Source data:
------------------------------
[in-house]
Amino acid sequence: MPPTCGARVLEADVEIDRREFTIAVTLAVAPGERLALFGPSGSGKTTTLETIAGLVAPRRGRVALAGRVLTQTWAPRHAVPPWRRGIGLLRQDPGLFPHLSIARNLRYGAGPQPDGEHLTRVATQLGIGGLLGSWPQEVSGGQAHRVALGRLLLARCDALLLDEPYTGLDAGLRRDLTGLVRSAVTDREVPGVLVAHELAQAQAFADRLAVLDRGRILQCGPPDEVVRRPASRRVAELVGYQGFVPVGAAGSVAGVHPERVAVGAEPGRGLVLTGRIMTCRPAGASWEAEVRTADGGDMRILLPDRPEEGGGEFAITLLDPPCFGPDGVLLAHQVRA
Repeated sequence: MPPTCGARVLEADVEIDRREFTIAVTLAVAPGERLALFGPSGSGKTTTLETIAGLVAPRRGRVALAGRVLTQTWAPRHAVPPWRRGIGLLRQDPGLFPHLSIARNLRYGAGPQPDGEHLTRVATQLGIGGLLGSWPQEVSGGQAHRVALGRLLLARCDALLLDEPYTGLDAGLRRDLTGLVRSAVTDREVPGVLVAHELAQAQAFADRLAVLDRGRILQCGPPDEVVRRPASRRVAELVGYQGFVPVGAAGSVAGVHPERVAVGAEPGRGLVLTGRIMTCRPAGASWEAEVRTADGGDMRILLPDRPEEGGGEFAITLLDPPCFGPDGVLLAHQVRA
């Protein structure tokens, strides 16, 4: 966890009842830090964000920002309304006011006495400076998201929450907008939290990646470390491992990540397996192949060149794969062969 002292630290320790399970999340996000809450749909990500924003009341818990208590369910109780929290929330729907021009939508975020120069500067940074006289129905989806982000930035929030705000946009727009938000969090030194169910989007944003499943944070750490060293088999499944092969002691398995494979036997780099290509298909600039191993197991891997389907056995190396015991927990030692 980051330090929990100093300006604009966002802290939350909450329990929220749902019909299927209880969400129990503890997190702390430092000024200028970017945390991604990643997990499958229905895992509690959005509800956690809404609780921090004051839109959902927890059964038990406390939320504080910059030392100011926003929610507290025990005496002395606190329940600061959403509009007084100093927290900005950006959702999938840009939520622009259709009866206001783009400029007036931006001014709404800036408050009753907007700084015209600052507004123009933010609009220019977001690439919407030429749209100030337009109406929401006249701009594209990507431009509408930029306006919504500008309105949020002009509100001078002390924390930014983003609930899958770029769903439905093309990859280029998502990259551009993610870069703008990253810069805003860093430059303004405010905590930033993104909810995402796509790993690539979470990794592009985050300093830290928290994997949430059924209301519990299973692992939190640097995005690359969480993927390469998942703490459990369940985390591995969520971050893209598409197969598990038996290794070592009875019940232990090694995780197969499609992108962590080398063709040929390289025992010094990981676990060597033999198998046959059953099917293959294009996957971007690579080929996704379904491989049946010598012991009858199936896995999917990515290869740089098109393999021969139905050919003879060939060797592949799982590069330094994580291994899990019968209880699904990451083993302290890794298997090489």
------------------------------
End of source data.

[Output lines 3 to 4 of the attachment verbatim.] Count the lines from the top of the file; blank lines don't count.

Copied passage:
Repeated sequence: MPPTCGARVLEADVEIDRREFTIAVTLAVAPGERLALFGPSGSGKTTTLETIAGLVAPRRGRVALAGRVLTQTWAPRHAVPPWRRGIGLLRQDPGLFPHLSIARNLRYGAGPQPDGEHLTRVATQLGIGGLLGSWPQEVSGGQAHRVALGRLLLARCDALLLDEPYTGLDAGLRRDLTGLVRSAVTDREVPGVLVAHELAQAQAFADRLAVLDRGRILQCGPPDEVVRRPASRRVAELVGYQGFVPVGAAGSVAGVHPERVAVGAEPGRGLVLTGRIMTCRPAGASWEAEVRTADGGDMRILLPDRPEEGGGEFAITLLDPPCFGPDGVLLAHQVRA
């Protein structure tokens, strides 16, 4: 966890009842830090964000920002309304006011006495400076998201929450907008939290990646470390491992990540397996192949060149794969062969 002292630290320790399970999340996000809450749909990500924003009341818990208590369910109780929290929330729907021009939508975020120069500067940074006289129905989806982000930035929030705000946009727009938000969090030194169910989007944003499943944070750490060293088999499944092969002691398995494979036997780099290509298909600039191993197991891997389907056995190396015991927990030692 980051330090929990100093300006604009966002802290939350909450329990929220749902019909299927209880969400129990503890997190702390430092000024200028970017945390991604990643997990499958229905895992509690959005509800956690809404609780921090004051839109959902927890059964038990406390939320504080910059030392100011926003929610507290025990005496002395606190329940600061959403509009007084100093927290900005950006959702999938840009939520622009259709009866206001783009400029007036931006001014709404800036408050009753907007700084015209600052507004123009933010609009220019977001690439919407030429749209100030337009109406929401006249701009594209990507431009509408930029306006919504500008309105949020002009509100001078002390924390930014983003609930899958770029769903439905093309990859280029998502990259551009993610870069703008990253810069805003860093430059303004405010905590930033993104909810995402796509790993690539979470990794592009985050300093830290928290994997949430059924209301519990299973692992939190640097995005690359969480993927390469998942703490459990369940985390591995969520971050893209598409197969598990038996290794070592009875019940232990090694995780197969499609992108962590080398063709040929390289025992010094990981676990060597033999198998046959059953099917293959294009996957971007690579080929996704379904491989049946010598012991009858199936896995999917990515290869740089098109393999021969139905050919003879060939060797592949799982590069330094994580291994899990019968209880699904990451083993302290890794298997090489």